Robots Will Not Replace Us

Robots Will Not Replace Us

I read an article this morning that predicted Eight Hundred Million jobs, worldwide, would be replaced by robots in the next twenty years. 

As a radiologist and an entrepreneur, I suspect I may have a unique perspective on this subject. And I’m here today to reassure you that robots, machine learning and automation are not going to take away hundreds of millions of jobs. They are, however, going to make those jobs a lot more complicated. 

For years, in the radiology world, we’ve been hammered with the same message over and over again. That message (usually being disseminated by healthcare payers) is that “Technology has made your job easy!  You’re overpaid for what you do!”

I’d like to put this argument to bed, once and for all. 

Back in the 1980’s when the fee codes for cross sectional imaging were first established (fee codes that have not increased in most cases since that time) a CT scan or MRI consisted of ten to twenty small images, printed on a sheet of film (actual film!!!), which the radiologist would stick to a light-box and examine with a magnifying glass. 

The images were made of non-contiguous slices through the body, usually at something between one and five centimeter intervals. In the chest you would see a few slices of the lungs and the heart. In the abdomen you would see pieces of the liver, the spleen, the pancreas (if you were lucky) the kidneys, bits of the adrenal glands, segments of the large bowel and segments of the small bowel. 

If there was a tumor larger than a tennis ball, there was a reasonably good chance you might catch a piece of it. Having said that, if the tumor looked like a loop of small bowel or large bowel (remember - this was on film - you couldn’t manipulate the images to change contrast) odds are you would miss it. And it was ok to miss things. Because that was a limit of the technology. 

But as the technology evolved, the slices grew closer and closer together until they overlapped and suddenly you had the gold standard of volumetric imaging available. Combining that with the computer revolution, and improvements in resolution, Radiologists suddenly found they had 100% of a person’s anatomy in all three dimensions on every CT scan. Now we could see the appendix, the lymph nodes, every millimeter of every blood vessel, the coronary arteries, the arteries in the brain, tiny polyps in the colon!  We could see absolutely everything. And suddenly, CT scans that used to be twenty images were two-thousand images, and we were liable for every millimeter of tissue on every single image! A CT scan that used to take five minutes to read, now took twenty five minutes. And because we could see so much more, surgeons realized that they could use CT scans to decide who should go to the OR!  Emergency doctors realized they could use CT scans to decide who should see the surgeon!  And now, the radiologists, who used to read five CT scans a day, we’re being asked to read fifty!  Since the CT scan was suddenly so incredibly, almost magically useful, and since it had become so much more difficult to interpret and the demand became so high for them, you might imagine the fee for reading a CT scan might increase, right?

Well, in fact, the fee never changed. Effectively, taking inflation into account, the fee to interpret a CT scan has decreased year over year since the 1980’s!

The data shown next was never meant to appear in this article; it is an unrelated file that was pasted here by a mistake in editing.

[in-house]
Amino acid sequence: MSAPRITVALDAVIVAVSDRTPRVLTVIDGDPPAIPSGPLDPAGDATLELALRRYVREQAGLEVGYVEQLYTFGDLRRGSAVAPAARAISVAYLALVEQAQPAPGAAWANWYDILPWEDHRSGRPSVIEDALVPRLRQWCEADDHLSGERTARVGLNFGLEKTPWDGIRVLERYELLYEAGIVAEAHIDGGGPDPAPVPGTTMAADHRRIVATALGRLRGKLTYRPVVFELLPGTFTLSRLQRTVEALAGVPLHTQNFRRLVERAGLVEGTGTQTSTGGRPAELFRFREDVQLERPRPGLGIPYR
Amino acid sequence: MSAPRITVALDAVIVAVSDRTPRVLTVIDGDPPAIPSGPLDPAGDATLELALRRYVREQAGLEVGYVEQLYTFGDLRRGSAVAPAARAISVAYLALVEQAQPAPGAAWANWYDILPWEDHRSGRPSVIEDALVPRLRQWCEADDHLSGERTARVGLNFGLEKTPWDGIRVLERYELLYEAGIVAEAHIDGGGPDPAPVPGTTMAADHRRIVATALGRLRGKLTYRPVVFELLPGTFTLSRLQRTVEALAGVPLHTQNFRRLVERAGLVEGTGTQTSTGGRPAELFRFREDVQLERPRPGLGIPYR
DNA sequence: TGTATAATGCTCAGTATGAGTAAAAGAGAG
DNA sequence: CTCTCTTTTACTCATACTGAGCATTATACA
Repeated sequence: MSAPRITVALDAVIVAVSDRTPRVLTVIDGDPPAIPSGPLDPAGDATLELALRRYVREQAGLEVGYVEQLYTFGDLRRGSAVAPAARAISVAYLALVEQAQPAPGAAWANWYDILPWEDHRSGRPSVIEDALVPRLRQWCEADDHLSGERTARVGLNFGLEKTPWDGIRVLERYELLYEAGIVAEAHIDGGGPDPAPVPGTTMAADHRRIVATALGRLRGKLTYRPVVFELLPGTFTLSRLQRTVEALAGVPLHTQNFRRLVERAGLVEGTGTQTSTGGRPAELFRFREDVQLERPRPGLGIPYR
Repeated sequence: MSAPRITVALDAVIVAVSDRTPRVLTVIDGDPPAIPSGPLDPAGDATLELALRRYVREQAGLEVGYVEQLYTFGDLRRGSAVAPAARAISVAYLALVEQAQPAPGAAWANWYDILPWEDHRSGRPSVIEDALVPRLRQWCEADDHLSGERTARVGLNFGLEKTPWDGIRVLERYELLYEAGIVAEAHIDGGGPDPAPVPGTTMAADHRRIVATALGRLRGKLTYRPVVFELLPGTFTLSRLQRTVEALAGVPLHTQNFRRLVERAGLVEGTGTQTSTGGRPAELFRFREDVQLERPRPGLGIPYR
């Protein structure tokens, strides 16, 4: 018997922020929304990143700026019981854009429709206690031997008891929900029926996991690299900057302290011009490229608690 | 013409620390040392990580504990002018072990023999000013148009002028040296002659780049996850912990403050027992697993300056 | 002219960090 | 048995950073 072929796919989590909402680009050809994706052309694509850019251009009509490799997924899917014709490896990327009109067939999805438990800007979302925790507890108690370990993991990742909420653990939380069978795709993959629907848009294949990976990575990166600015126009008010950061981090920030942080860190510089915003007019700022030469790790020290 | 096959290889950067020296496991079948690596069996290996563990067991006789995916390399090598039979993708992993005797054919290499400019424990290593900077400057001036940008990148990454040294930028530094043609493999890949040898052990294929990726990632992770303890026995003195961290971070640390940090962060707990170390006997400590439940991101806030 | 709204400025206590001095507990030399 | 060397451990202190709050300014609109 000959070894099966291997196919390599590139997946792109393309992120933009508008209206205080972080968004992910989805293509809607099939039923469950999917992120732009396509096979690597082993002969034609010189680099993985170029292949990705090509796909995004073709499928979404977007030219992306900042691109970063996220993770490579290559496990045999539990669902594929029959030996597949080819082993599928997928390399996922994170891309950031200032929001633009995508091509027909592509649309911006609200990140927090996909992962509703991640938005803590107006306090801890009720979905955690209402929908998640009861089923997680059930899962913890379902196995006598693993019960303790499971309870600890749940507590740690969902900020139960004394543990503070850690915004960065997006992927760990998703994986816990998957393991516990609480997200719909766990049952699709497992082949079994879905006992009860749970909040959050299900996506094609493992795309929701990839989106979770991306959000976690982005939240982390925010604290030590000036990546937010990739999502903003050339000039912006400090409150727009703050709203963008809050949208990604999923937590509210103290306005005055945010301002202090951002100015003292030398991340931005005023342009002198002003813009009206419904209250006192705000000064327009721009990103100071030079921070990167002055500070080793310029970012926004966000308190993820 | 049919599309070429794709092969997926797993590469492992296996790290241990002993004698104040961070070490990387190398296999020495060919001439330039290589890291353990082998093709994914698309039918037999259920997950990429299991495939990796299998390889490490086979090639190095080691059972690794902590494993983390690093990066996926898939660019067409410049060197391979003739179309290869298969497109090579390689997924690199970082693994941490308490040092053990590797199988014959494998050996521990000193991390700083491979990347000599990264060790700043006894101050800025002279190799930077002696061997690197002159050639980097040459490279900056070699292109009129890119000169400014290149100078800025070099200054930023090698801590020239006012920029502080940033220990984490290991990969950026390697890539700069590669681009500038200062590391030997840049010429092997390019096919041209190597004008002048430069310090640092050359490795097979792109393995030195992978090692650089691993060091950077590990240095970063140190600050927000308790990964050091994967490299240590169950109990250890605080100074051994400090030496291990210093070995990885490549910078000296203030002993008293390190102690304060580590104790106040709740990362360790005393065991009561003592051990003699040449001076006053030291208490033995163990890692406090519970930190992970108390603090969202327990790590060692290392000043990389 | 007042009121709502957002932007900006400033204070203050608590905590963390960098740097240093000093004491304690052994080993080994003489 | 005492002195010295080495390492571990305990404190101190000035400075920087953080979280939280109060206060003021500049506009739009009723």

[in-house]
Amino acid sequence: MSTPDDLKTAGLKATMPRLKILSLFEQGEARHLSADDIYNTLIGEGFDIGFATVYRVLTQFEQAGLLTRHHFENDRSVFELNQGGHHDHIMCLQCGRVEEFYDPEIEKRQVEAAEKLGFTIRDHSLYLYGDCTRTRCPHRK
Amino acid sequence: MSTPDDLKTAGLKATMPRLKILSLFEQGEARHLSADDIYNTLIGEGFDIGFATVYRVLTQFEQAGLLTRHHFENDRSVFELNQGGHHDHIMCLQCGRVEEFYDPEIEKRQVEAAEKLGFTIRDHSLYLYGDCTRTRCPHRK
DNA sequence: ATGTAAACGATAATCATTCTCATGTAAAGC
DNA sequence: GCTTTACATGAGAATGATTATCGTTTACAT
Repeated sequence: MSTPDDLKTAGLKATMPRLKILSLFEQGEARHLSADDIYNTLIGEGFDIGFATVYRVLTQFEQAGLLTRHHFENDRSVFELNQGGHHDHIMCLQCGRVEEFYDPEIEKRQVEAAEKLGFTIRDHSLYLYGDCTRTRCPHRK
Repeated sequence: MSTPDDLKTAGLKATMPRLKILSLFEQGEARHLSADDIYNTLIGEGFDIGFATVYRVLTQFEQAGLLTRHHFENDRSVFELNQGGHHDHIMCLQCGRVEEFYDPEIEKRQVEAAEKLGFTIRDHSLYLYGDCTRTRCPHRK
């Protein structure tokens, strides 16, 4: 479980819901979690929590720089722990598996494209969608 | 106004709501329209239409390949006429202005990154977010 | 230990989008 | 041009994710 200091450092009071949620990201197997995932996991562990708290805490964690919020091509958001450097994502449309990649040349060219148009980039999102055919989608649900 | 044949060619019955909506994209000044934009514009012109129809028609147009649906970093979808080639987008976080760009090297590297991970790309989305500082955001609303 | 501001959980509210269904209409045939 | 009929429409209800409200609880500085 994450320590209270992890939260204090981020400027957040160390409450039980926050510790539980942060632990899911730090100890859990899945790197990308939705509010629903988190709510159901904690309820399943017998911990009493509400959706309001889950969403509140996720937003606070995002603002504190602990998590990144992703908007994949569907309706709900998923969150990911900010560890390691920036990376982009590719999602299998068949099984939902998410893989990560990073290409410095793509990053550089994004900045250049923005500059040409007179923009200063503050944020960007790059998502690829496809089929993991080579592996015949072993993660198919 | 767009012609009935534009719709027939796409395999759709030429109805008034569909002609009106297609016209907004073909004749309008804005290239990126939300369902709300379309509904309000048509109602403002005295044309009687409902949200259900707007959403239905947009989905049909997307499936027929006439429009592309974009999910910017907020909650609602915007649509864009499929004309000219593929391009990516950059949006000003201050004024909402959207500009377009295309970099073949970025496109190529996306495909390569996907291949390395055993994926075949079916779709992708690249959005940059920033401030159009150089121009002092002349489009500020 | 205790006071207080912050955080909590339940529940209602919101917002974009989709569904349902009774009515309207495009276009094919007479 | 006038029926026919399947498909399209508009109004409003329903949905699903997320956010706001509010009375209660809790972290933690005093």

And the same goes for MRI, and for angiography, and for X-rays and all the other radiologic tests and procedures. The logic has been that the data is somehow easier to interpret, but clearly this is not the case. If anything, every new layer of technology has added increased difficulty to the job, often requiring increased training and skill sets. 

Recently we have seen the development of susceptibility weighted MRI, and MRI spectroscopy, among other new sequences. And has the addition of those sequences added to the interpretation fee for MRI?  Of course, again, the answer is no. 

But to my original point, the technological developments we’ve seen have not replaced Radiology as a profession, rather they have cemented our place in the healthcare team as a crux of patient diagnosis. Though the compensation for difficult tests may not have increased the value added to the radiologist’s role in patient care cannot be overstated!

“But, but, but...” I hear you interject, “what about machine learning and AI?”

I’m glad you asked. 

Artificial Intelligence will be a new layer of technological complexity added to the job. By its very design Artificial Intelligence will have to designate levels of sensitivity and specificity for the detection of findings. A lung nodule, for example, may represent a real nodule, however it may represent a blob of mucus in a bronchiole. Or it could be an artifact from the patient breathing during the exam. The machine, to avoid liability, must err on the side of sensitivity. Part of the Radiologist’s job now, is going to be assuming the liability of disagreeing with the machine to avoid unnecessary tests. Similarly, I foresee a future when the radiologist will need to train his or her AI program, to act as a second set of eyes, or to communicate critical findings. Though artificial intelligence will no doubt have a role in tomorrow’s radiology, that role will never replace the human being who makes the calls and decisions that affect patient care. That kind of responsibility requires Real Intelligence (RI).

And so, when you read the stories of doom and gloom about tomorrow’s future robot workforce, I urge you to refrain from despair. Do not ponder when a robot will replace you. Ponder how much more valuable you will become as technology evolves. Just be certain that you evolve along with it.

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